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Ice Cream Cake Recipe

The sweet sweet choc ripple deliciousness

The sweet sweet choc ripple deliciousness

I made this delicious cake in September for my birthday, based on my comrade/dessert genius Ruby’s recipe. It’s exceptional and quite easy to make!

RUBY’S ICE CREAM CAKE

3 Litres vanilla ice cream, softened
2 packets Chocolate Ripple biscuits, crushed
1/2 packet raspberry jelly lollies, chopped to absolute smithereens (or you’ll be chewing on frozen jelly lollies for hours)
2 cups thickened cream
A few drops pink food colouring
20 raspberry lollies for decoration

1. Grease and line with baking paper a large round cake tin.
2. Mash 2 litres of the ice cream with the crushed biscuits, and freeze half the mixture. with the other half, press into the tin and then place in the freezer.
3. Mash the remaining ice cream with the finely chopped lollies, then press that layer into the tin, on top of the 1st biscuit layer. Place again in the freezer.
4. Press the remaining biscuit mixture onto the top of the other two layers in the cake tin. Place again in the freezer and leave to set for at least an hour.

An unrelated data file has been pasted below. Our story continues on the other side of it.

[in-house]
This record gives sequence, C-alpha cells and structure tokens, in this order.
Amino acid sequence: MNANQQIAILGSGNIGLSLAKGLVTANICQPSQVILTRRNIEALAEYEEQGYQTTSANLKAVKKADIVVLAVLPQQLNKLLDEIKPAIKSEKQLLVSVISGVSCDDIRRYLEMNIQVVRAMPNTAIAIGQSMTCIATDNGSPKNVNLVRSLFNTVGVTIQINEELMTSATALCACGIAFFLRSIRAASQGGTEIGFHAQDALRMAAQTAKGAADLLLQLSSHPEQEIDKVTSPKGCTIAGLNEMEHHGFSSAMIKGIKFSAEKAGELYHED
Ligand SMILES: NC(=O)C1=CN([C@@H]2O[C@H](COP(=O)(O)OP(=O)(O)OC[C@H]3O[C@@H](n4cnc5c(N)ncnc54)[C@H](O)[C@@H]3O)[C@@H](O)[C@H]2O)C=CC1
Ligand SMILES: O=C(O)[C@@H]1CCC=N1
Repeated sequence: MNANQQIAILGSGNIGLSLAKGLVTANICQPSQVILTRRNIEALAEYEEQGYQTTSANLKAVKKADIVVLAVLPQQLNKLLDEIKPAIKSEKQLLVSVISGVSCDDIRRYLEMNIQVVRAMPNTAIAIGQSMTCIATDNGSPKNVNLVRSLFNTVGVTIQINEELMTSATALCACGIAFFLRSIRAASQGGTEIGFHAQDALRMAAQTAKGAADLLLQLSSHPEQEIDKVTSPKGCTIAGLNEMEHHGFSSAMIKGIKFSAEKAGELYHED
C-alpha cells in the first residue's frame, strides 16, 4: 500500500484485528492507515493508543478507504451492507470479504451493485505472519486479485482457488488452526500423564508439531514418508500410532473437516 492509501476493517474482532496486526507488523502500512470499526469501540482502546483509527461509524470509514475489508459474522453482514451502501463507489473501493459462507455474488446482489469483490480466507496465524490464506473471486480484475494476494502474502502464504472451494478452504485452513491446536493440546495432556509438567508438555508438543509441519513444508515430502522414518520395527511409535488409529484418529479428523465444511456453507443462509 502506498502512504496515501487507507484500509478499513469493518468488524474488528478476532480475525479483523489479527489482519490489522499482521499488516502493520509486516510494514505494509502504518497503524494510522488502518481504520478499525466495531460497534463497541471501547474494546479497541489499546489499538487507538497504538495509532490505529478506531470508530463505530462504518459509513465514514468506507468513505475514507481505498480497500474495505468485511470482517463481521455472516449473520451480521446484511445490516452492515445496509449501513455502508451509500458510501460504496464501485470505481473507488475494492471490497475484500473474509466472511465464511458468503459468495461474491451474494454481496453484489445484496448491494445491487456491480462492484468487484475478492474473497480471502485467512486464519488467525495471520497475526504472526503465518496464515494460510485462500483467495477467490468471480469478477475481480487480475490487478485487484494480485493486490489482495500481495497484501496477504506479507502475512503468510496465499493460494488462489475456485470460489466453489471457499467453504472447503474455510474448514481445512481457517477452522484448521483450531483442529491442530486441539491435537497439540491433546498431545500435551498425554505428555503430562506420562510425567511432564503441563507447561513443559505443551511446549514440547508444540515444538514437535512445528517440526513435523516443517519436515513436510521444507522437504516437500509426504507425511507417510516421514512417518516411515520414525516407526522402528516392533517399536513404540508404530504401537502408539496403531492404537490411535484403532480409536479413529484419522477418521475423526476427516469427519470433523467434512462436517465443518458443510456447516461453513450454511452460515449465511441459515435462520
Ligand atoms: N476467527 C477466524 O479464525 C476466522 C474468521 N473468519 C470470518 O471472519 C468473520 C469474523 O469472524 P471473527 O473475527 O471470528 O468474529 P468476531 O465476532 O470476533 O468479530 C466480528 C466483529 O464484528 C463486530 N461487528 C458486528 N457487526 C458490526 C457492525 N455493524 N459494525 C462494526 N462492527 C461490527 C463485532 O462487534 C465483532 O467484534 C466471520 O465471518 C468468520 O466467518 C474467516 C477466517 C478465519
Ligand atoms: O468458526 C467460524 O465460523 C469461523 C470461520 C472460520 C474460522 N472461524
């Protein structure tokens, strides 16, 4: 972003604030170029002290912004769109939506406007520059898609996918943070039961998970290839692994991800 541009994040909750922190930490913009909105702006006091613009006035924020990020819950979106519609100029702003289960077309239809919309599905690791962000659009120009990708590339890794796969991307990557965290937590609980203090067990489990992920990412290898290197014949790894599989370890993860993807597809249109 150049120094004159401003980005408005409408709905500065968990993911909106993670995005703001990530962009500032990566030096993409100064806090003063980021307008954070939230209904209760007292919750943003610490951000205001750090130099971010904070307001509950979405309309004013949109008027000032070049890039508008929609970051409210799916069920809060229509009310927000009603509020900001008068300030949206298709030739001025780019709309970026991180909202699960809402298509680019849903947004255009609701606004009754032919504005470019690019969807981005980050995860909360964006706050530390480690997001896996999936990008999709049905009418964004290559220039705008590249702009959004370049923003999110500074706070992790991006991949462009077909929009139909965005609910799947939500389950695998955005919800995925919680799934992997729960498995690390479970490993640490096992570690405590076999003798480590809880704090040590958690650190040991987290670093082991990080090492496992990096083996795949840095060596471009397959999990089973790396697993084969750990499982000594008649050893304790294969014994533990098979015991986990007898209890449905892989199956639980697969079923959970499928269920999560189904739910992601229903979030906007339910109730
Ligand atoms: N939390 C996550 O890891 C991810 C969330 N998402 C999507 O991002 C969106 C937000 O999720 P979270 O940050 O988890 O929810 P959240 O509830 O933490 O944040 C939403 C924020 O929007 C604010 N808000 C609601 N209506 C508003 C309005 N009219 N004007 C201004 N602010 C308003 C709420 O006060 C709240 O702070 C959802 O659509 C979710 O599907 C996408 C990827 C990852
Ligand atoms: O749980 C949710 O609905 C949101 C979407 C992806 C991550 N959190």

5. Once cake is set, gently ease out of tin and onto a plate (may need extra pair of hands for this part), and place in the freezer again for at least an hour.
6. Whip cream until soft peaks form, adding the food colouring to the desired colour. Spread over cake, then decorate with raspberries and place immediately in the freezer to set.

Voila, you have your ridiculously delicious ice cream cake.

A FEW HINTS:

– Make sure your freezer is on an extremely cold setting. Every chance you get at any stage of the process, place the cake in the freezer because it melts very quickly.

– Chop the raspberry lollies as finely as possible. When I made the cake, I cut mine into sizeable chunks and I think they may have caused a few root canals.

– Get someone to help you with taking the cake out of the tin. I guarantee you’ll need their assistance.

Enjoy, brosettes and brosettas.

cake 2

Truman